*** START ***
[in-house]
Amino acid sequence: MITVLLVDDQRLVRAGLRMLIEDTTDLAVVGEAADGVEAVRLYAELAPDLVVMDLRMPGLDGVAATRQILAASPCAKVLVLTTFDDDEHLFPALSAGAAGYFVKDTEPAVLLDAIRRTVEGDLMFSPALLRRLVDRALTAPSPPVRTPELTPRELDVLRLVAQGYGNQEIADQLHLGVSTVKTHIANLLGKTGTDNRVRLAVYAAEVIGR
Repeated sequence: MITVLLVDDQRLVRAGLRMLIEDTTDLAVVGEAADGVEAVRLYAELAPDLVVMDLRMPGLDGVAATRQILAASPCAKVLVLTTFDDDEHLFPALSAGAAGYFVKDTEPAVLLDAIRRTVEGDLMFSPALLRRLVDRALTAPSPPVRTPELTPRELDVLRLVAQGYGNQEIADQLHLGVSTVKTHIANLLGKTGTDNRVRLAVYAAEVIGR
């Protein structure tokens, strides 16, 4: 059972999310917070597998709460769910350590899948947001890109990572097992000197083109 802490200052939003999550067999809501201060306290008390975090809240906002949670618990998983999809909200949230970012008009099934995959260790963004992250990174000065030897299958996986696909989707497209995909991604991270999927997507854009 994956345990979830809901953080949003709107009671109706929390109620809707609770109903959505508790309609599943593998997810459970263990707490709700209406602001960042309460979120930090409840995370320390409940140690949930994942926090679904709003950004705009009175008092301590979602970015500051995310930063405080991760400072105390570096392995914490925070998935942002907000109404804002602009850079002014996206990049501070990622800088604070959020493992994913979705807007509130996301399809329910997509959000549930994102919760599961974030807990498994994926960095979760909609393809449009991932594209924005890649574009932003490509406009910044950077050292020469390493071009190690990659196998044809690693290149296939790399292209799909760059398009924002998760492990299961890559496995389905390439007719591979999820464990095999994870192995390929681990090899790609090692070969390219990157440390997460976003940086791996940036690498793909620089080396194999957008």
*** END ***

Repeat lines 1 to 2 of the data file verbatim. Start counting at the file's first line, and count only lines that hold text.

[in-house]
Amino acid sequence: MITVLLVDDQRLVRAGLRMLIEDTTDLAVVGEAADGVEAVRLYAELAPDLVVMDLRMPGLDGVAATRQILAASPCAKVLVLTTFDDDEHLFPALSAGAAGYFVKDTEPAVLLDAIRRTVEGDLMFSPALLRRLVDRALTAPSPPVRTPELTPRELDVLRLVAQGYGNQEIADQLHLGVSTVKTHIANLLGKTGTDNRVRLAVYAAEVIGR